As we approach the end of this year, Gulf News is all set to print a very special publication — the Gulf News calendar for 2018. Every year the calendar focuses on a theme related to the local culture and environment, featuring commissioned artworks, high-quality photographs and well-researched information about the subject. Recent themes include Arabian horses, musical instruments of Arabia, fables, myths and legends from this region, Arabian perfumes, local landscapes, scenes from everyday life in the UAE, and traditional Emirati jewellery.
The 2018 calendar continues this tradition by celebrating the timeless art of Arabic calligraphy and the beauty of Arabic poetry. It presents original artworks featuring verses from poems by legendary Arab poets in different calligraphic styles along with information about the origin, history and distinctive characteristics of each style.
This artistic project was in the making for more than 10 months and involved creative contributions from calligraphers, digital artists, researchers, translators, art directors, printing experts and many others. Weekend Review went behind the scenes and spoke to the artistic, technical and logistics teams working on it to see how the entire theme was brought to life.
Naheed Patel, Promotions Manager, Marketing and Sales, Gulf News, who conceptualised and coordinated the project describes it as a labour of love. “As always, I began thinking about the theme in February. The concept was crystalised when our editor-in-chief, Abdul Hamid Ahmad, suggested using verses by important poets from the Arab world to illustrate different calligraphy styles. It was a challenging theme not only for the researchers and artists but also for our printing team, because we wanted to depict the depth and diversity of Arabic calligraphy in an authentic way and create a calendar that is artistic as well as informative,” Patel says.
The project was developed by Promoseven 360 in close collaboration with Gulf News. Mark Shadwell, the agency’s executive creative director worked with a team comprising art director Duaa Abzeed, copy writer Sheldon Serrao, translator Kamal El Din Hassan Salih, and finished artist Ali Moussa.
“The Gulf News calendar is always a great project to work on because besides being beautiful to look at, it also seeks to enrich people’s understanding of different topics, especially subjects regarding this region and Arabian culture. For me, the most enjoyable part of this year’s calendar was learning about Arabic calligraphy. We researched various sites and sources and spoke to master calligraphers to understand the history of this ancient art form and the intricacies of each style. We wanted to showcase the rich history and variety of Arabic calligraphy by displaying as many different styles as possible, but since most professional calligraphers specialise in a few specific styles, our biggest challenge was to find a calligrapher who was proficient in many styles. We were fortunate to find Mohammad Adeeb, a Dubai-based Jordanian calligrapher who is very versatile,” Shadwell says.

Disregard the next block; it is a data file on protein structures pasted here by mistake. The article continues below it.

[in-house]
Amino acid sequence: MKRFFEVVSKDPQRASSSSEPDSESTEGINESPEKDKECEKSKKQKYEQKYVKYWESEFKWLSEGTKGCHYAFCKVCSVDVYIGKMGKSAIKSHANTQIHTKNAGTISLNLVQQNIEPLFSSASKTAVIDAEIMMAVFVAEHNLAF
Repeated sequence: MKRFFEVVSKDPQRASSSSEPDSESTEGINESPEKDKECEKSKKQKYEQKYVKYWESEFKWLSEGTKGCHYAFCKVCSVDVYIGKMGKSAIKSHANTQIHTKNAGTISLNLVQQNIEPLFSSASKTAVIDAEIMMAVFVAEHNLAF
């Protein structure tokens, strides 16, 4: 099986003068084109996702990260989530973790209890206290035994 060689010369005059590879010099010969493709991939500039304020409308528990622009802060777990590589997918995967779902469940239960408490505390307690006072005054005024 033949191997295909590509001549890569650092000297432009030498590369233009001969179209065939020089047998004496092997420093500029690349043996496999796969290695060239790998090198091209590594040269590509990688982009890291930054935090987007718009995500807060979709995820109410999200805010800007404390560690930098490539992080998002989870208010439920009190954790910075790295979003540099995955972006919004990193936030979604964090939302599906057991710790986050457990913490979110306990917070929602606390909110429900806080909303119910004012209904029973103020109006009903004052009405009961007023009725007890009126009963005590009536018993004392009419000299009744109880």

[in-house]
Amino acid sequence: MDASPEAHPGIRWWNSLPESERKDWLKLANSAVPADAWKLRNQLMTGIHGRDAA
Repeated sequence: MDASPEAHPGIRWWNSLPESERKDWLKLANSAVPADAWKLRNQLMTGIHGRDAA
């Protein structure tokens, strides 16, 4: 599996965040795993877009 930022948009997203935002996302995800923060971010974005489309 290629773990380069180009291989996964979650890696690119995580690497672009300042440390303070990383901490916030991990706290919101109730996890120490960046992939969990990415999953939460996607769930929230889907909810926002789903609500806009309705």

Adeeb is an engineer by profession, but he is also an accomplished calligrapher who has exhibited his work around the world and won many awards at international calligraphy competitions.
“I started training in calligraphy at the age of five and wanted to learn as many styles as I could because each style has its own beauty and special character. For this project I have tried to use styles that best represent the geographical and chronological spread of Arabic calligraphy across the region. Calligraphy is a deliberate and exacting art, so this was a huge challenge for me not only because I had to refresh my skills in some styles that I have not used for a long time, but also because of the limited time in which I had to create my artworks,” he says.
Adeeb’s choice of calligraphic style for writing each verse was based on the ideas and emotions expressed by the poet. His intricate paintings reflect the content of the words, conveying the mood and meaning through visual imagery created with the graceful forms of the letters.
For a verse by Abu-I-Baqa Al Rundi that speaks about not letting life’s luxuries deceive you, he has used the simplicity of the Ruqu’a style; and he turned to the exquisite, decorative Shekasta style to write the words of Elia Abu Madi that urge people to appreciate the beauty of life and see the beauty in everything.
Since Amr Ibn Kulthum’s verse refers to water, Adeeb has written it in the harmonious Diwani style, using the intertwined letters to create the sense of flowing water. For Hafez Ibrahim’s words describing the Arabic language as a vast sea with precious pearls buried in its depths, he chose the Kufic script with sharp angles, layering the words to depict depth and highlighting the dots on the letters to represent the pearls.
Adeeb used the graceful and exclusive Tughra style for Ahmad Shawqi’s poem eulogising the birth of the Prophet (PBUH). “This style was first used by a Turkish chieftain for his secret signature in the 13th century, and has evolved to become a symbol of imperial splendour. During Ottoman times this script was used only to write the names of the rulers and calligraphers were forbidden from using it anywhere else. Hence, it was appropriate to use this script here,” he says.
Other styles he has used in the calendar include Thuluth, which is one of the oldest calligraphy scripts dating back to medieval times, Diwani Jeli, a script used in the Ottoman courts, the refined Persian Nasta’liq script, the elegant Naskh that was used in religious texts, and Ijazah, which derives its name from its usage in writing certificates.